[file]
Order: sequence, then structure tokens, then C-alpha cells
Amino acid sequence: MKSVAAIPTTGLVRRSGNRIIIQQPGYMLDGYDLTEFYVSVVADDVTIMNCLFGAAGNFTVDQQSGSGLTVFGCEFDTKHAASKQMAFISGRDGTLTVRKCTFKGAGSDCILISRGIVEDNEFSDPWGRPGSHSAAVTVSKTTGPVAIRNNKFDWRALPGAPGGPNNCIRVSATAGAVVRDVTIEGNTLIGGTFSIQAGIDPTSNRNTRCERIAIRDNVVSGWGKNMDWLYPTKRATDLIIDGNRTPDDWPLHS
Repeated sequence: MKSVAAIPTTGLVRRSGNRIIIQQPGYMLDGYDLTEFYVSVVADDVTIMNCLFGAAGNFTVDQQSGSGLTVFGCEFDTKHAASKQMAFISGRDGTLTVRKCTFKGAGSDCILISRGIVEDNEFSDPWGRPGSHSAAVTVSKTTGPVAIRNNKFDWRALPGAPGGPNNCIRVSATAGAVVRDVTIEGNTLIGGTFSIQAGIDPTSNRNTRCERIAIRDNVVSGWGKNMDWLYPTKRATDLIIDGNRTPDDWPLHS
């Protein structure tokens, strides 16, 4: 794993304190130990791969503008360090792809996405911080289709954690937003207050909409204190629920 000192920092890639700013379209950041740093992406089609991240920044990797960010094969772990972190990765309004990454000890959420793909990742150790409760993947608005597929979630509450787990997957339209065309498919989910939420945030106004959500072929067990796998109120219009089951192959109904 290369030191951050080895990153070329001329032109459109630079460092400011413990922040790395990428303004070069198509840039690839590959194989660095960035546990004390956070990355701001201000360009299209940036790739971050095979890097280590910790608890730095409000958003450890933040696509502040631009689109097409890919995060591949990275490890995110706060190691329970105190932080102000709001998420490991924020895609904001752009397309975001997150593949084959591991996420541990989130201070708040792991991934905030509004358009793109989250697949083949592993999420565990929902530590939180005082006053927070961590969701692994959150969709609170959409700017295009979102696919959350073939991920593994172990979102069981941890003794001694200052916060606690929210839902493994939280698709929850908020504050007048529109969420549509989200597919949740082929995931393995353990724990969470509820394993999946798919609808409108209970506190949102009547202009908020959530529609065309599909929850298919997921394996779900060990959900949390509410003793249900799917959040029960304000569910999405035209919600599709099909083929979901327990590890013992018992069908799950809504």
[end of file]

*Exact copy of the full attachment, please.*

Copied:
Order: sequence, then structure tokens, then C-alpha cells
Amino acid sequence: MKSVAAIPTTGLVRRSGNRIIIQQPGYMLDGYDLTEFYVSVVADDVTIMNCLFGAAGNFTVDQQSGSGLTVFGCEFDTKHAASKQMAFISGRDGTLTVRKCTFKGAGSDCILISRGIVEDNEFSDPWGRPGSHSAAVTVSKTTGPVAIRNNKFDWRALPGAPGGPNNCIRVSATAGAVVRDVTIEGNTLIGGTFSIQAGIDPTSNRNTRCERIAIRDNVVSGWGKNMDWLYPTKRATDLIIDGNRTPDDWPLHS
Repeated sequence: MKSVAAIPTTGLVRRSGNRIIIQQPGYMLDGYDLTEFYVSVVADDVTIMNCLFGAAGNFTVDQQSGSGLTVFGCEFDTKHAASKQMAFISGRDGTLTVRKCTFKGAGSDCILISRGIVEDNEFSDPWGRPGSHSAAVTVSKTTGPVAIRNNKFDWRALPGAPGGPNNCIRVSATAGAVVRDVTIEGNTLIGGTFSIQAGIDPTSNRNTRCERIAIRDNVVSGWGKNMDWLYPTKRATDLIIDGNRTPDDWPLHS
């Protein structure tokens, strides 16, 4: 794993304190130990791969503008360090792809996405911080289709954690937003207050909409204190629920 000192920092890639700013379209950041740093992406089609991240920044990797960010094969772990972190990765309004990454000890959420793909990742150790409760993947608005597929979630509450787990997957339209065309498919989910939420945030106004959500072929067990796998109120219009089951192959109904 290369030191951050080895990153070329001329032109459109630079460092400011413990922040790395990428303004070069198509840039690839590959194989660095960035546990004390956070990355701001201000360009299209940036790739971050095979890097280590910790608890730095409000958003450890933040696509502040631009689109097409890919995060591949990275490890995110706060190691329970105190932080102000709001998420490991924020895609904001752009397309975001997150593949084959591991996420541990989130201070708040792991991934905030509004358009793109989250697949083949592993999420565990929902530590939180005082006053927070961590969701692994959150969709609170959409700017295009979102696919959350073939991920593994172990979102069981941890003794001694200052916060606690929210839902493994939280698709929850908020504050007048529109969420549509989200597919949740082929995931393995353990724990969470509820394993999946798919609808409108209970506190949102009547202009908020959530529609065309599909929850298919997921394996779900060990959900949390509410003793249900799917959040029960304000569910999405035209919600599709099909083929979901327990590890013992018992069908799950809504």